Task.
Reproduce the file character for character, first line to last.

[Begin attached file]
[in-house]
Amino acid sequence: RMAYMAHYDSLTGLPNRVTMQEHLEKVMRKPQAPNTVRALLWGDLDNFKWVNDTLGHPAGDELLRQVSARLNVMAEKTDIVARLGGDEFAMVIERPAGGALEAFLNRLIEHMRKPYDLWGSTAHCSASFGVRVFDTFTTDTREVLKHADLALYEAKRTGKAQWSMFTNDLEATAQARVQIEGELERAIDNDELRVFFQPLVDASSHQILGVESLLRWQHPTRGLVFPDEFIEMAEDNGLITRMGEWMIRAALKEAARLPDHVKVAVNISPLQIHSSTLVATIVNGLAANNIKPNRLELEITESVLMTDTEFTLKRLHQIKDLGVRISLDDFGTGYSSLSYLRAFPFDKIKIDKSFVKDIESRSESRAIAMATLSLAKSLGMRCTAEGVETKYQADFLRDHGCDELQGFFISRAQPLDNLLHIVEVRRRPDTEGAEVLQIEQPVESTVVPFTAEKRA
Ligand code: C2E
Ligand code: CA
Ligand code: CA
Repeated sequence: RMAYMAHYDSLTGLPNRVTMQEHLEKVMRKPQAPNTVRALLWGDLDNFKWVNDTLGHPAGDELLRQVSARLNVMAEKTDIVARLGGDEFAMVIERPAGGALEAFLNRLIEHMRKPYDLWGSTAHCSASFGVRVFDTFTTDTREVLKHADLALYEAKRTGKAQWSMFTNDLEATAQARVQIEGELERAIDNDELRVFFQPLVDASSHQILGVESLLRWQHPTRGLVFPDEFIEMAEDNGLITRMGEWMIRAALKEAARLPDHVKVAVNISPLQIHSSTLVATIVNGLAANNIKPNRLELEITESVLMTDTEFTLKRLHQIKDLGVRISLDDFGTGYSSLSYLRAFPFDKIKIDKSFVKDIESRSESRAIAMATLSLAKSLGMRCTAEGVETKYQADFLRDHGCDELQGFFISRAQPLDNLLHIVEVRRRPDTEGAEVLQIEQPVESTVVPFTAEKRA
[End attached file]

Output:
[in-house]
Amino acid sequence: RMAYMAHYDSLTGLPNRVTMQEHLEKVMRKPQAPNTVRALLWGDLDNFKWVNDTLGHPAGDELLRQVSARLNVMAEKTDIVARLGGDEFAMVIERPAGGALEAFLNRLIEHMRKPYDLWGSTAHCSASFGVRVFDTFTTDTREVLKHADLALYEAKRTGKAQWSMFTNDLEATAQARVQIEGELERAIDNDELRVFFQPLVDASSHQILGVESLLRWQHPTRGLVFPDEFIEMAEDNGLITRMGEWMIRAALKEAARLPDHVKVAVNISPLQIHSSTLVATIVNGLAANNIKPNRLELEITESVLMTDTEFTLKRLHQIKDLGVRISLDDFGTGYSSLSYLRAFPFDKIKIDKSFVKDIESRSESRAIAMATLSLAKSLGMRCTAEGVETKYQADFLRDHGCDELQGFFISRAQPLDNLLHIVEVRRRPDTEGAEVLQIEQPVESTVVPFTAEKRA
Ligand code: C2E
Ligand code: CA
Ligand code: CA
Repeated sequence: RMAYMAHYDSLTGLPNRVTMQEHLEKVMRKPQAPNTVRALLWGDLDNFKWVNDTLGHPAGDELLRQVSARLNVMAEKTDIVARLGGDEFAMVIERPAGGALEAFLNRLIEHMRKPYDLWGSTAHCSASFGVRVFDTFTTDTREVLKHADLALYEAKRTGKAQWSMFTNDLEATAQARVQIEGELERAIDNDELRVFFQPLVDASSHQILGVESLLRWQHPTRGLVFPDEFIEMAEDNGLITRMGEWMIRAALKEAARLPDHVKVAVNISPLQIHSSTLVATIVNGLAANNIKPNRLELEITESVLMTDTEFTLKRLHQIKDLGVRISLDDFGTGYSSLSYLRAFPFDKIKIDKSFVKDIESRSESRAIAMATLSLAKSLGMRCTAEGVETKYQADFLRDHGCDELQGFFISRAQPLDNLLHIVEVRRRPDTEGAEVLQIEQPVESTVVPFTAEKRA